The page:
... an ongoing thread from the Narrative-L discussion group, which began problematising the nature /culture divide, and the binarism itself. Now Tony Jackson on the notion of the real and its accurate representation:
This idea of accurate representation of the actual (and its other versions, of which there are many) and the idea that products of human perception are untrue to “the real” intrigues me. This will get all sloppy with disputable terms but still...
And here follows my reply, emphasizing the interactional dynamics of representation, it inherent (sometimes implied) dialogical dimension:
Yep, representation never represents the real ding an sich; it always represents my real, the one (in my context, from my viewpoint, with my limitations and my interests and my priorities) I'm promoting. So, barring the omniscient viewpoint or absolute coincidence between representation and object (a desideratum or fantastic by-product of semiotic perspectivism) what remains is the conflict of interpretations, or contest of descriptions if you prefer: Bakthin tells us that any time we bother to open our mouth we are engaging in a dialogue, our discourse a hidden polemic with previous discourses, or descriptions, or representations. So, my reason to open my mouth now after Tony J is both to agree with him and also to polemicise, emphasizing the element of conflict, dialogism and dialogue of perspectives in any act of (or account of) representation.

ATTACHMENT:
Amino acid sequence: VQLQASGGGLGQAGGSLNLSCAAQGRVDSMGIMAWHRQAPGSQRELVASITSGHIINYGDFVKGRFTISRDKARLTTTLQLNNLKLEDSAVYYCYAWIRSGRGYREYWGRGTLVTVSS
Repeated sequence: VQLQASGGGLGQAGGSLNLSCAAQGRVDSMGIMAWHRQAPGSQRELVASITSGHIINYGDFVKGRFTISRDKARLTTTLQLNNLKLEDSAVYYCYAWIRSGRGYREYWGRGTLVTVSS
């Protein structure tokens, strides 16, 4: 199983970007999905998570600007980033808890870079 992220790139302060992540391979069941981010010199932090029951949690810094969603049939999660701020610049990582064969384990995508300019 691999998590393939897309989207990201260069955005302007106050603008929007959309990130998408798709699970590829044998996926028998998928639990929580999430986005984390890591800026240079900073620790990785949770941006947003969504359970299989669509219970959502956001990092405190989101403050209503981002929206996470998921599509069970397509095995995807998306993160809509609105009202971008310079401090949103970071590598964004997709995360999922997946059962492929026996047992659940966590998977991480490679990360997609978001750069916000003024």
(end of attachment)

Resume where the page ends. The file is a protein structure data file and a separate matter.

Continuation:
Peirce, of course, wrote on this subject, as well as Eco (the Dynamic object versus the Immediate Object, meaning vs. the Interpretant, etc.). But both lack, I think, some emphasis on practical interpretive conflicts, and on the reasons why different interpretants, or different representations of an object, are chosen in specific cases: reasons which may be epistemological, ideological, historical, political, scientific, biographical and personal, psychological...
(As a practical example of conflict, take the flame war that ensued in this list, when I pointed out, using abusive language, that if Sue McPherson's abusive language and insults were to be tolerated in this list, then anything goes. Let me point out that before I chose to use offensive language, list members seemed unwilling to complain about McPherson's poisonous whining and abject self-victimising... perhaps because of her "politically correct" (awfully incorrect to my mind) posing as a radical feminist and a man-hater? There's self-representation for you, and psychopathology—both personal and political).
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Blog de notas de
José Ángel García Landa
(Biescas y Zaragoza)
"Algo hay en el formato mismo de los blogs que estimula un desarrollo casi canceroso de nuestro ego" (John Hiler)